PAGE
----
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Summary: Why did Jesus cry at His party on Palm Sunday?

It’s My Party, and I’ll Cry if I Want To

Luke 19:29-44


When Lesley Gore wrote the song, “It’s My Party” several decades ago, it was about a girl who got betrayed by her best friend who took her guy. And this was at her birthday party. So she laments “It’s my party, and I’ll cry if I want to, die if I want to….” Although the parallel between this song and the text seems purely accidental, it remarkably describes what happens to Jesus as He comes up to Jerusalem.

Jesus was coming to Jerusalem to finish fulfilling the prophecy about him in in Isaiah 53:3 that He would be “a man of sorrows and acquainted with grief.” Let us see how Luke portrays Jesus “Triumphal Entry” on Palm Sunday. Open your bibles to Luke 19. We will start reading from verse 29.


Jesus had just finished telling the dual parable which described His rejection of being king by the Jewish people and that the kingdom was not arriving at His coming to Jerusalem. So Luke has prepared the table for the events that were about to happen, Despite the many times Jesus had told them of what was coming, rejection, and death, His disciples were deaf.

As Jesus arrived at the Mount of Olives, he came to the small villages of Bethany and Bethpage. John records that Jesus spent the night at Bethany with his friend Lazarus and his two sisters, Mary and Martha. There, Mary anointed Him with costly oil for his burial. The Messiah, the Anointed One was prepared for death rather than christened King which should have been the proper honor due Him by the people of Jerusalem.

As soon as Jesus got back on the road again, he called two of his disciples and told them to loose a colt that was tied up in Bethpage on the other side of the Jericho-Jerusalem road. If we read along with Matthew’s account, this cold was tied up with his mother. As a means of calming the colt who never had borne a burden before, the mother was led along as well. Whether Jesus had prearranges the borrowing of the colt is impossible to determine. It may be so if we understand the human Jesus. But the divine Jesus is Lord of all and owned the colt anyway.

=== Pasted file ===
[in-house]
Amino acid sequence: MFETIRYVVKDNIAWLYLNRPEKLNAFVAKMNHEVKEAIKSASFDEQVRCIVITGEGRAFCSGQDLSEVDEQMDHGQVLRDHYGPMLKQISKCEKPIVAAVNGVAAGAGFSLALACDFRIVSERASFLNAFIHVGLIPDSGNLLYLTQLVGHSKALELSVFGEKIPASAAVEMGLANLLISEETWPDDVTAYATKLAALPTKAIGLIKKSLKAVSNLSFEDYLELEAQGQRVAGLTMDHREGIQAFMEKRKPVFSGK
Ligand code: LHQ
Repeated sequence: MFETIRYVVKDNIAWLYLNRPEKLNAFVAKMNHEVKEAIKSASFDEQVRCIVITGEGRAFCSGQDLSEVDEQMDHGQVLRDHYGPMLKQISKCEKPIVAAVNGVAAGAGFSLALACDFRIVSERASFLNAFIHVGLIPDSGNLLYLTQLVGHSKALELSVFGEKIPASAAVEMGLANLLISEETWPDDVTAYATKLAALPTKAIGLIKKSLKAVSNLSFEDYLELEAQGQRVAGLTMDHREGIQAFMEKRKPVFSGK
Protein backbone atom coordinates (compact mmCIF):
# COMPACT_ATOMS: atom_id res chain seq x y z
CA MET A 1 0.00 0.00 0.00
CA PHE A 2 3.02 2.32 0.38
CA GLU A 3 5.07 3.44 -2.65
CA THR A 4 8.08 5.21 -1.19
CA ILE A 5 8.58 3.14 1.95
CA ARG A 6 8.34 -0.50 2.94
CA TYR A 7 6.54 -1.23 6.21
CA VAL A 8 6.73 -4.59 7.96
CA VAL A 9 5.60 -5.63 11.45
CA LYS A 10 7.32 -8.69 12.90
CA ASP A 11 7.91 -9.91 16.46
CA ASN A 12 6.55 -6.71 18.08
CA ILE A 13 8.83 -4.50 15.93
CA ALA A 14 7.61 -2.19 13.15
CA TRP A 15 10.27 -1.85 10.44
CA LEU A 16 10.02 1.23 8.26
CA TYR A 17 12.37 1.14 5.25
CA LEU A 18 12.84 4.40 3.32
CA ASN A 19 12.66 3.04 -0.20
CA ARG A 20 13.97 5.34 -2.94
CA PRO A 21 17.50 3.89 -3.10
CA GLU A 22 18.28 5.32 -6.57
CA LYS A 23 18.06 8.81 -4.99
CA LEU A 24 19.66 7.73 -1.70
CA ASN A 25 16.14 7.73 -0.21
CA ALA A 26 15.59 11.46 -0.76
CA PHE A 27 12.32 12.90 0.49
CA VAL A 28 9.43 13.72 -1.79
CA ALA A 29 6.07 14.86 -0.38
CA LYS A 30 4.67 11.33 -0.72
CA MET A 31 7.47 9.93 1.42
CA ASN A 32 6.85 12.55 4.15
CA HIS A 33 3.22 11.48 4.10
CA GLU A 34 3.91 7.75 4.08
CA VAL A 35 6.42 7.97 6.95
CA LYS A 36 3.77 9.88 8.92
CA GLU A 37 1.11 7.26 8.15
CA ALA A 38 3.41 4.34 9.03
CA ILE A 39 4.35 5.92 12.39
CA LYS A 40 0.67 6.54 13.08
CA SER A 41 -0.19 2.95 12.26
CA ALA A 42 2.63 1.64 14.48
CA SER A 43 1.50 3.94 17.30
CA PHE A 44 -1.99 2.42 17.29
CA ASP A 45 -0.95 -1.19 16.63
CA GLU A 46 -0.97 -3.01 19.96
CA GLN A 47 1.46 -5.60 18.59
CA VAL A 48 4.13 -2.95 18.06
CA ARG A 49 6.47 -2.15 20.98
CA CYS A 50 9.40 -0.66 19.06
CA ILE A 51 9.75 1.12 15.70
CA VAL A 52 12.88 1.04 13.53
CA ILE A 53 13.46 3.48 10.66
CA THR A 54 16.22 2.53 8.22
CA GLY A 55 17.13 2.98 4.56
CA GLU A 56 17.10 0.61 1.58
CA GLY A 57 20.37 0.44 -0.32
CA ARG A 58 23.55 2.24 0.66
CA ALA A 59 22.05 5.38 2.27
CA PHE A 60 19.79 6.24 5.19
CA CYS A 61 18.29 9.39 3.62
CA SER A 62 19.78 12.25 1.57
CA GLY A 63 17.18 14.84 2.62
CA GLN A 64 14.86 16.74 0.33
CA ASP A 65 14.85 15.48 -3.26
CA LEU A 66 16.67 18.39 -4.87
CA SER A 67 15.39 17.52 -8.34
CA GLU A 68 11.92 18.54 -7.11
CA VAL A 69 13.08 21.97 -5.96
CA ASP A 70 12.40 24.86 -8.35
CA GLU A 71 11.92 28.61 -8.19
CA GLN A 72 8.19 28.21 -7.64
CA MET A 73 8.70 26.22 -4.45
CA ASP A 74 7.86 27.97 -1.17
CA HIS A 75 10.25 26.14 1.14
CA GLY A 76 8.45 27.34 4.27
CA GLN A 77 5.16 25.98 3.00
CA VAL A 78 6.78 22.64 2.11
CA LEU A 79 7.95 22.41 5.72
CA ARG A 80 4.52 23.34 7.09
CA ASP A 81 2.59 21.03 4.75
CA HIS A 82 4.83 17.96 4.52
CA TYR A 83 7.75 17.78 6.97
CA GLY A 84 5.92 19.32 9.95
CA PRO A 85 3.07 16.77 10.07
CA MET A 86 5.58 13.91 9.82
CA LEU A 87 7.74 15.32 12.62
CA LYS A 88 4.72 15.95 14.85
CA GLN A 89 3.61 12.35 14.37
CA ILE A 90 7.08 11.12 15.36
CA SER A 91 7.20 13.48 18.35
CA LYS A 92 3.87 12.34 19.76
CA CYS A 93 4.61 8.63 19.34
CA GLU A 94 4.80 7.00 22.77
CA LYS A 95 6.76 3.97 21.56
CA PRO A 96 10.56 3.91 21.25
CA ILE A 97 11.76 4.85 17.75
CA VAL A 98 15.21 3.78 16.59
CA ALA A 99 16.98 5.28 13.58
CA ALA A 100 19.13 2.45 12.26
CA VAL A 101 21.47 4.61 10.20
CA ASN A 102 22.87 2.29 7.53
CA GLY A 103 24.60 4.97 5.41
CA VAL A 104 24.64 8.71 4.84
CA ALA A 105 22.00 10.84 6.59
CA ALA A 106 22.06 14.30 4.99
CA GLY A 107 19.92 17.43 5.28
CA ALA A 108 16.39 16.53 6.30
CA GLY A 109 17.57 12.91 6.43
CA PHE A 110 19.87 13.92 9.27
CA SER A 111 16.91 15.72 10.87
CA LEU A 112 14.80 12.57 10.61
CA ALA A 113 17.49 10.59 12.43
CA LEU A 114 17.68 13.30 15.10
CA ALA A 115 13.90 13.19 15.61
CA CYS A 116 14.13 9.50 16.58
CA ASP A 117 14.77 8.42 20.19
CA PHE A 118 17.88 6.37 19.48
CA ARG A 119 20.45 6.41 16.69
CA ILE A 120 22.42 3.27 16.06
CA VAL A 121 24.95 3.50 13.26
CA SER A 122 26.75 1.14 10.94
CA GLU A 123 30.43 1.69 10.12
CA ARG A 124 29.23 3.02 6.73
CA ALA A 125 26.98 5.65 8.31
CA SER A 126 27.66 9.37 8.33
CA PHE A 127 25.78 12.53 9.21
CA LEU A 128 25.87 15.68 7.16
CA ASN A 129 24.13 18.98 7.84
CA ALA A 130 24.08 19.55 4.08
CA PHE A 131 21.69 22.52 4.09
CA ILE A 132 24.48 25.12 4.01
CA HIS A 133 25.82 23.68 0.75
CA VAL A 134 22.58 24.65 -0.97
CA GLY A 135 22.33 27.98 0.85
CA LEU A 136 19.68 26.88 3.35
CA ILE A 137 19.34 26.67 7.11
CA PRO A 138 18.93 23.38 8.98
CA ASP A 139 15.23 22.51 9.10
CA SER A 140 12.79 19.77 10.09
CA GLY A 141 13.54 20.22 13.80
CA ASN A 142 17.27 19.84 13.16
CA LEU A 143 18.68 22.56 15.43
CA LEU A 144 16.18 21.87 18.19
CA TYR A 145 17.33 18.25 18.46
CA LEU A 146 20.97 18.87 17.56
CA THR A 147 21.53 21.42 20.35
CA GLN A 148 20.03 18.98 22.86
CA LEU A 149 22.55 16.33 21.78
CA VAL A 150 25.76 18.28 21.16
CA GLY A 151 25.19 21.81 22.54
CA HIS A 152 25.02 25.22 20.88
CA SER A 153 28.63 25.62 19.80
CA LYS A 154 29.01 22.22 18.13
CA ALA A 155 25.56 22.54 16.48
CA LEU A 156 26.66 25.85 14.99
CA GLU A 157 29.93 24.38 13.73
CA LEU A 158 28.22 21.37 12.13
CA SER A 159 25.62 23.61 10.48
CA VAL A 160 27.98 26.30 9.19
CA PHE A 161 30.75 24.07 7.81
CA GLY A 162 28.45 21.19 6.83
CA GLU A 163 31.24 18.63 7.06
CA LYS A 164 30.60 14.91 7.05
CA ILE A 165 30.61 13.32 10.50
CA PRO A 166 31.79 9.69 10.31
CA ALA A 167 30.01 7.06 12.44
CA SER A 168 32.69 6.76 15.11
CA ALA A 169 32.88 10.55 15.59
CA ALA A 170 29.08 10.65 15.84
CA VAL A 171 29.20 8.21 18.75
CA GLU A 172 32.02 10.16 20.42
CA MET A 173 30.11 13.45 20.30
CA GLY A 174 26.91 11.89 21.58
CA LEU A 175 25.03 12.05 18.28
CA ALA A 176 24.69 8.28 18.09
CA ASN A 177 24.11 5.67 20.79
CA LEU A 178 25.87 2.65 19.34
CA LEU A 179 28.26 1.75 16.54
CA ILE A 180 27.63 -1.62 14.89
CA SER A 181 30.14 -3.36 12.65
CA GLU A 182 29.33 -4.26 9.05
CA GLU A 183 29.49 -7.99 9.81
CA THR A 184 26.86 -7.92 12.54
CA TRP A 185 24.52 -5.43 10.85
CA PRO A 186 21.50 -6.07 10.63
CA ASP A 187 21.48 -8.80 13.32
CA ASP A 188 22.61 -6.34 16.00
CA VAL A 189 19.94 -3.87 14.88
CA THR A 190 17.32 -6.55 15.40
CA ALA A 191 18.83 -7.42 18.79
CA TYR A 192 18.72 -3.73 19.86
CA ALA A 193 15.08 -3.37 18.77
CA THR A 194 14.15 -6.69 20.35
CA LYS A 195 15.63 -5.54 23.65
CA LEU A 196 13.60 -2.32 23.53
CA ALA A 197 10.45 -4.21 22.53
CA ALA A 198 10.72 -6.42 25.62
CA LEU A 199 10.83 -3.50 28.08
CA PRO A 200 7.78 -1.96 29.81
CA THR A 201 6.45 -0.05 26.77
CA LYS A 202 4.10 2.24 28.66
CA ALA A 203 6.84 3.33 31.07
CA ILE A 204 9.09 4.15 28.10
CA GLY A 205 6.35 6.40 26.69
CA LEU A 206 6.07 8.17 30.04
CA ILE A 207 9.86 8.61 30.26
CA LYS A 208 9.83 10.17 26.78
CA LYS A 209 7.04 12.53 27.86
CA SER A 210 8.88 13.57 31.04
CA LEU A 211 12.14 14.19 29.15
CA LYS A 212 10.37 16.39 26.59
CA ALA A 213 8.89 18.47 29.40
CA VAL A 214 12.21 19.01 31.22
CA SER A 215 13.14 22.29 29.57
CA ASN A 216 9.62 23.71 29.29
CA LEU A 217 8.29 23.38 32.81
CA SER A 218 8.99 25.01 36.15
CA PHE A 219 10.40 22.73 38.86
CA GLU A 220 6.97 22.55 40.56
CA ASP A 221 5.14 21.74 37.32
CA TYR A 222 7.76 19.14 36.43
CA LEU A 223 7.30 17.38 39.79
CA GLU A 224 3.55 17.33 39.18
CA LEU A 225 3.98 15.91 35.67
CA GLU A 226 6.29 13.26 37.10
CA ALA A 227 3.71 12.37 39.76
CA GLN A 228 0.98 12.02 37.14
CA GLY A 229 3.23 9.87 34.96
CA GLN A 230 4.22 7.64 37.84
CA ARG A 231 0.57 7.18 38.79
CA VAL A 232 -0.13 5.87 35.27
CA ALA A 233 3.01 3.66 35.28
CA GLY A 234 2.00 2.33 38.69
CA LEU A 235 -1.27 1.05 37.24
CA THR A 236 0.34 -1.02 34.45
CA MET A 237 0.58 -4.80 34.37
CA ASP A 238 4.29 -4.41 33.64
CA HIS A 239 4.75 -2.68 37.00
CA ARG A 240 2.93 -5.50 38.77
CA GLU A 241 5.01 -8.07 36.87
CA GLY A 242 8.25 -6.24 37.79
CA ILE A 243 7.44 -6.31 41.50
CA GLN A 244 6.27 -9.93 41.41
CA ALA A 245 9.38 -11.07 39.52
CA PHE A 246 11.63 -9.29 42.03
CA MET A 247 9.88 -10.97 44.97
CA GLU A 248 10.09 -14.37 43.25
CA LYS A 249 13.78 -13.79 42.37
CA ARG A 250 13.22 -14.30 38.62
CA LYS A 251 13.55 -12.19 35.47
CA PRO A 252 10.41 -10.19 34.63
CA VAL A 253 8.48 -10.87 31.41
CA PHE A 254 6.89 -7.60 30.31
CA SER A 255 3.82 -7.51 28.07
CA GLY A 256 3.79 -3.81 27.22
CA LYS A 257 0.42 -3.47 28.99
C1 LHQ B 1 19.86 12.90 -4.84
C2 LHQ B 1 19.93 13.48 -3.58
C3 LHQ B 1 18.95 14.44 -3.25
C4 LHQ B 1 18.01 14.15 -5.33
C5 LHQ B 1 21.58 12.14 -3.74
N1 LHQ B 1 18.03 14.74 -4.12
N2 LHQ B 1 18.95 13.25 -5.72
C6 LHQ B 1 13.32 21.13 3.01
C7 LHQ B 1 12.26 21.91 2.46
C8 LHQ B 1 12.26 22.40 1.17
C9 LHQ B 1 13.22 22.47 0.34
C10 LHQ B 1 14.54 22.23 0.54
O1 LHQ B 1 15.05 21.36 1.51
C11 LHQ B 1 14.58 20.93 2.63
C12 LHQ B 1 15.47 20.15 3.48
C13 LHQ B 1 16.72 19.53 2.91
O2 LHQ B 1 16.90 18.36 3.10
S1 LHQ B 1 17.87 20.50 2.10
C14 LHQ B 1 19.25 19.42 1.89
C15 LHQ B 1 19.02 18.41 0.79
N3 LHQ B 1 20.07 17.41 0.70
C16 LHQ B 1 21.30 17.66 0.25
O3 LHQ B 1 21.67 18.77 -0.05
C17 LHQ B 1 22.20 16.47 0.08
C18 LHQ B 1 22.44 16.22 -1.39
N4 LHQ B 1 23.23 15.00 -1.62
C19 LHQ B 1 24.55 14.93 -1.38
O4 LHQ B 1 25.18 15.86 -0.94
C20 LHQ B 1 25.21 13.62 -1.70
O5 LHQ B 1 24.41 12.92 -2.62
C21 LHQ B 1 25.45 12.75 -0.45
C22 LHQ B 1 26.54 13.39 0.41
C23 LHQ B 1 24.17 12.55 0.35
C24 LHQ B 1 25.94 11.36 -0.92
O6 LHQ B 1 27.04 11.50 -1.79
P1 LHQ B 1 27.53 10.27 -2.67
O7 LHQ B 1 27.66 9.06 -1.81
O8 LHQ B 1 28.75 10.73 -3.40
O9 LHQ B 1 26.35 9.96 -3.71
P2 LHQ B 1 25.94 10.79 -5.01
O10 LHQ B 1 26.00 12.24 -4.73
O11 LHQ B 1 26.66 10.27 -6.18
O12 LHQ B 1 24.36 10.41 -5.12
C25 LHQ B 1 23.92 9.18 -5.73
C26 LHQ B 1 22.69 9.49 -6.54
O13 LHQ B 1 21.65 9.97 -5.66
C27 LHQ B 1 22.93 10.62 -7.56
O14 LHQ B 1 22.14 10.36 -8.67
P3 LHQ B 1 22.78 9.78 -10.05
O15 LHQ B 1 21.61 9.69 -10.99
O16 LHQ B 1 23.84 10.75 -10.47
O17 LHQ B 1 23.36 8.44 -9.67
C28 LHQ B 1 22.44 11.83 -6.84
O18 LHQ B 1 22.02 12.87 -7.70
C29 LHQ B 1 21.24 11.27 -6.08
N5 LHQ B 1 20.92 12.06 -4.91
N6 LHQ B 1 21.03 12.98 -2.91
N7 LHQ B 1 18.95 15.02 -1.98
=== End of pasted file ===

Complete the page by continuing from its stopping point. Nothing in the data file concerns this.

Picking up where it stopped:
The colt was brought to Jesus. A white majestic steed it was not. A donkey was a humble beast of burden. Jesus did this to fulfill the words of Zachariah 9:9 which said that Israel’s king would come as a humble man upon a humble beast of burden. This is how King Jesus came to Jerusalem. Some of the crowd understood what Jesus was doing without understanding why He was doing it. Their level of excitement was raised. King Jesus the Messiah was coming to town! The people placed their expensive garments to be trodden under by the colt and her mother. Palm branches were cut from the trees and waved. A casual English reader needs to know that the Palm Branch was the symbol of the last time Israel was a free nation. The Zealots of Jesus’ day who wanted to overthrow Roman dominion in Israel and set up an independent Jewish state used it as their symbol. And Passover was a religious equivalent of our Independence Day, their fourth of July in which Israel remembered how God had freed Israel from Egyptian bondage.

So despite all that Jesus had tried to teach rightly concerning Himself and His upcoming mission to Jerusalem, the people and his disciples got it all wrong. The people started singing the 118th Psalm which was always recited around Passover time with a new fervor. They cried out the line of the psalm “Blessed is He who comes in the name of the LORD. They were fast to recite the lines of kingship. They could see this was the day the LORD had made. They rejoiced and were exceptionally exuberant. But they did not seem to remember that this Psalm also says “The stone the builders rejected has become the chief cornerstone.” Like humans are apt to do, their hearing is very good when it is something they want to hear but stone deaf to that which is not.

When we look at all of the Palm Sunday accounts, those who were coming with Jesus to Passover in Jerusalem were the first to be infected to a fever pitch. But people who were already in the city heard the excitement and came out to join the procession. The King was coming to Jerusalem. God had finally heard the cries of the people, and the Romans were toast. King Jesus was coming to exercise His dominion over not just Israel but all the world. This Son of David was coming to punish Israel’s enemies and usher in a time of peace in Israel. This is what most were thinking as Jesus approached the city. It is painful to realize that the crowds shouting “Hosanna” would soon shout “Crucify Him!” with equal vigor. The waving of Palm branches would soon be replaced by the palling of the palm of human hands against the face of Jesus.

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